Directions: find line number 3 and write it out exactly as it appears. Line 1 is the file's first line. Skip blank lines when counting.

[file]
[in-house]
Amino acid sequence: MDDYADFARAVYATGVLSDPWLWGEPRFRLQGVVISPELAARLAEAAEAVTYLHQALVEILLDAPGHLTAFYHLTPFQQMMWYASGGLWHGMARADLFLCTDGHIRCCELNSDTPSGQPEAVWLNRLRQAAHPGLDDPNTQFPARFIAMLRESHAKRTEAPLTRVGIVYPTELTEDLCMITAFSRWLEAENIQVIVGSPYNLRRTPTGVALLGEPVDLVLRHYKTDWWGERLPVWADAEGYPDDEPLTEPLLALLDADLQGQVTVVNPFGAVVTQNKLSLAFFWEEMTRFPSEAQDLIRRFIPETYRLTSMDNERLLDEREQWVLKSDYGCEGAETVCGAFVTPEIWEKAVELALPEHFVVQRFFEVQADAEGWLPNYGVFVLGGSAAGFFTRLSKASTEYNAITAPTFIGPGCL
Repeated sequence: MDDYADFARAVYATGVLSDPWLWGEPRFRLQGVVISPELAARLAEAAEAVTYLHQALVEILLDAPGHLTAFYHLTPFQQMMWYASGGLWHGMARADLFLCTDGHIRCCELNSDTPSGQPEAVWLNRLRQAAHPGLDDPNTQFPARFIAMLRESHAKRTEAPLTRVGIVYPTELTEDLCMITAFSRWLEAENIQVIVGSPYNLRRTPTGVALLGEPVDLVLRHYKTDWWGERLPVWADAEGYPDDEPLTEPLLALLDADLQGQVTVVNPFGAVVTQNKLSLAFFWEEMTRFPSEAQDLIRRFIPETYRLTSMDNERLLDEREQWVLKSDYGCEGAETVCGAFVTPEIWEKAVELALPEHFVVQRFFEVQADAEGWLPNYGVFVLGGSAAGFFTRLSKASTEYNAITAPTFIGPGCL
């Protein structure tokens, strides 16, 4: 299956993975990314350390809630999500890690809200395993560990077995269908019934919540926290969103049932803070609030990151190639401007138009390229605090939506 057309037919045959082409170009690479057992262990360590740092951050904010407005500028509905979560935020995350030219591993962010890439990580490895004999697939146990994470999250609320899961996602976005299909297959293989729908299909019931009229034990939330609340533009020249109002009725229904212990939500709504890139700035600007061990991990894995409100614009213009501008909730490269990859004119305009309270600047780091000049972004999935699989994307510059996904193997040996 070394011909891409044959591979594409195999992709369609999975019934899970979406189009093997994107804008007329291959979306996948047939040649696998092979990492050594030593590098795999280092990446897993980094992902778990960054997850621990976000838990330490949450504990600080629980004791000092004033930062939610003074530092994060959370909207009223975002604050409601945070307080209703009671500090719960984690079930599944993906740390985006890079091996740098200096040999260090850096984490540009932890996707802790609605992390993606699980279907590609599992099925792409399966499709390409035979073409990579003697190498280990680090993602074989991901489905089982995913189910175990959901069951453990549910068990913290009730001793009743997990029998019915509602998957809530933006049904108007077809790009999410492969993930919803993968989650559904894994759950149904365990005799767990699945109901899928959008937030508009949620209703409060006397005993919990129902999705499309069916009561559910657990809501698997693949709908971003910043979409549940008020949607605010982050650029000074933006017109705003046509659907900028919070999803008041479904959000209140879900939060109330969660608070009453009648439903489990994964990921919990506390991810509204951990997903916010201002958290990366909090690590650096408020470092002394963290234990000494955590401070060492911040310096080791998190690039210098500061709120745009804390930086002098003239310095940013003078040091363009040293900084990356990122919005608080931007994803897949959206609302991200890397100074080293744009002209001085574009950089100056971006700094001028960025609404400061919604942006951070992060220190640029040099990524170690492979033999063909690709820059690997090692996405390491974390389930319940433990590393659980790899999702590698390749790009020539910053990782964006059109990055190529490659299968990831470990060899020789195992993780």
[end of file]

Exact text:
Repeated sequence: MDDYADFARAVYATGVLSDPWLWGEPRFRLQGVVISPELAARLAEAAEAVTYLHQALVEILLDAPGHLTAFYHLTPFQQMMWYASGGLWHGMARADLFLCTDGHIRCCELNSDTPSGQPEAVWLNRLRQAAHPGLDDPNTQFPARFIAMLRESHAKRTEAPLTRVGIVYPTELTEDLCMITAFSRWLEAENIQVIVGSPYNLRRTPTGVALLGEPVDLVLRHYKTDWWGERLPVWADAEGYPDDEPLTEPLLALLDADLQGQVTVVNPFGAVVTQNKLSLAFFWEEMTRFPSEAQDLIRRFIPETYRLTSMDNERLLDEREQWVLKSDYGCEGAETVCGAFVTPEIWEKAVELALPEHFVVQRFFEVQADAEGWLPNYGVFVLGGSAAGFFTRLSKASTEYNAITAPTFIGPGCL